When Tory Burch’s ballet flats and lifestyle brand made her a household name in the U.S., she didn’t waste time sharing her good fortune. Fresh from her own struggles with work/life balance and aware of the obstacles women face in securing business financing, she launched the Tory Burch Foundation in 2009 with the goal of helping other women entrepreneurs succeed.
Burch was advised against describing her vision of starting a foundation during fundraising meetings back when she started her business 14 years ago. But today, many women-owned businesses have a social component to them.
“When you improve the economies of women, it helps the world. Women invest back into their own families and their communities,” says Tory Burch Foundation President Laurie Fabiano. In fact, women tend to invest up to 90 percent of their income in their communities, according to the National Association of Women Business Owners.
Fabiano was explaining why the foundation’s mission is so important, but she may as well have been talking about her boss. Many female entrepreneurs like Burch, who have gained fortune and fame through their ventures, are working to help other women realize their economic power. When they use their celebrity to do good, the results can be particularly potent, our look at several prominent women entrepreneurs shows.
Tory Burch Wants to Even the Playing Field
The cause at the center of Burch’s philanthropic life has been providing women with tools and resources that give them an equal opportunity at success in a business world that seems to favor men.
Even though investments in women-led businesses have picked up in the last couple of decades, women are still less likely to get bank loans and venture funding — and, when they do, the dollar amounts they receive are much smaller than what men get. A 2014 study on women entrepreneurs from Babson College found that only 2.7 percent of the companies that received venture capital funding between 2011 and 2013 were run by women. Businesses with women CEOs received only $1.5 billion of the total $50.8 billion in venture capital invested during that period.
According to Fabiano part of the problem stems from women’s fear of asking for money and the way they go about it. “They tend to be ‘well, I hope, and I think, and this is my dream’ rather than: ‘This is the greatest thing since sliced bread, and you should give me the money,’ which is generally how men approach it,” she says.
To ensure that women have access to affordable funding, the Tory Burch Foundation has set up a capital program in partnership with Bank of America. It connects early stage female business owners with local lenders, known as Community Development Financial Institutions, which provide credit and financial services to underserved markets and populations. Women who qualify for a loan through the program get a interest rate that’s 2 percentage points lower than their quoted rate. To date, the program has lent about $25 million.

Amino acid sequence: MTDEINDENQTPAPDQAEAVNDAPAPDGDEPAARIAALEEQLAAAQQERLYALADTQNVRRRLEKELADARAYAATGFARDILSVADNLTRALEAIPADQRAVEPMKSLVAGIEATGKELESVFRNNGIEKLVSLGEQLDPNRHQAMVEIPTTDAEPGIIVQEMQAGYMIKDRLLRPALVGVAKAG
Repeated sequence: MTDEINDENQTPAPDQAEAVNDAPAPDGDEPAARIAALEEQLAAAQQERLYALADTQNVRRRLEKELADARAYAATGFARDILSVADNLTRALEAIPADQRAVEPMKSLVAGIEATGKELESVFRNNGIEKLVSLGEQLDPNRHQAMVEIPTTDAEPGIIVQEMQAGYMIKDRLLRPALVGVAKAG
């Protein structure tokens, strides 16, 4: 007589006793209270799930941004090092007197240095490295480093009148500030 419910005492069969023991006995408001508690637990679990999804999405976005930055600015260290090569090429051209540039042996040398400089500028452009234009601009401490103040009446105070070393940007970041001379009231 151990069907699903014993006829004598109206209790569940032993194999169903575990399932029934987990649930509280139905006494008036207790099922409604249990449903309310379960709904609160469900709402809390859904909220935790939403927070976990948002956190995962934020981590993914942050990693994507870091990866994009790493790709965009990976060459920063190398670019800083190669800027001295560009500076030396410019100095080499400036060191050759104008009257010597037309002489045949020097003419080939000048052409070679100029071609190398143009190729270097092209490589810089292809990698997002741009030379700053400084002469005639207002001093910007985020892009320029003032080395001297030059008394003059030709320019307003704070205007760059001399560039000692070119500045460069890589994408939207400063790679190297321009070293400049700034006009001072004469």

To help women who are just starting a business or need practical skills in growing it, the Tory Burch Foundation has an education program in partnership with Goldman Sachs 10,000 Small Businesses and Babson College. It provides everything from training in negotiations and marketing to employee management and developing strategic plans for businesses growth.
About 2 years ago, the foundation also set up a fellowship program under which ten women-owned businesses each receive a $10,000 grant for education and a year of mentoring and support to take their businesses to the next level. At the end of the program, the fellows pitch for one entrepreneur to receive $100,000, half of which is provided as a grant and half as a zero-interest loan.
“Women start businesses at twice the rate of men,” Fabiano says. “The biggest difference is that women’s businesses rarely exceed the million-dollar mark. And part of that is the whole issue of capital and support systems. So we’re trying to reach women at the critical time of their business,” when their annual revenue is somewhere between $25,000 and $600,000. That’s when the Tory Burch Foundation program can really help those who want to grow, she says.
Sara Blakely Helps Women Soar
Tory Burch isn’t the only woman entrepreneur with celebrity status who is trying to make a difference.
Ever since she was a little girl, Spanx founder Sara Blakely knew she wanted to help women — she just didn’t know she would start “with their butts,” she says on her Sara Blakely Foundation website. In fact, her blockbuster product for shaping women’s rears has allowed Blakely to donate millions to charities around the world and invest in causes that support women’s education, entrepreneurship and arts through her foundation, which she started in 2006.
Some of its programs include: the Global Village Projects, which supports STEM education for refugee women and provides them with a safe environment to realize their potential; the Empowerment Plan, which hires formerly homeless women to make sleeping-bag coats for the homeless; and the Oprah Winfrey Leadership Academy for Women, which provides educational resources to talented South African girls from disadvantaged backgrounds who’ve demonstrated leadership skills.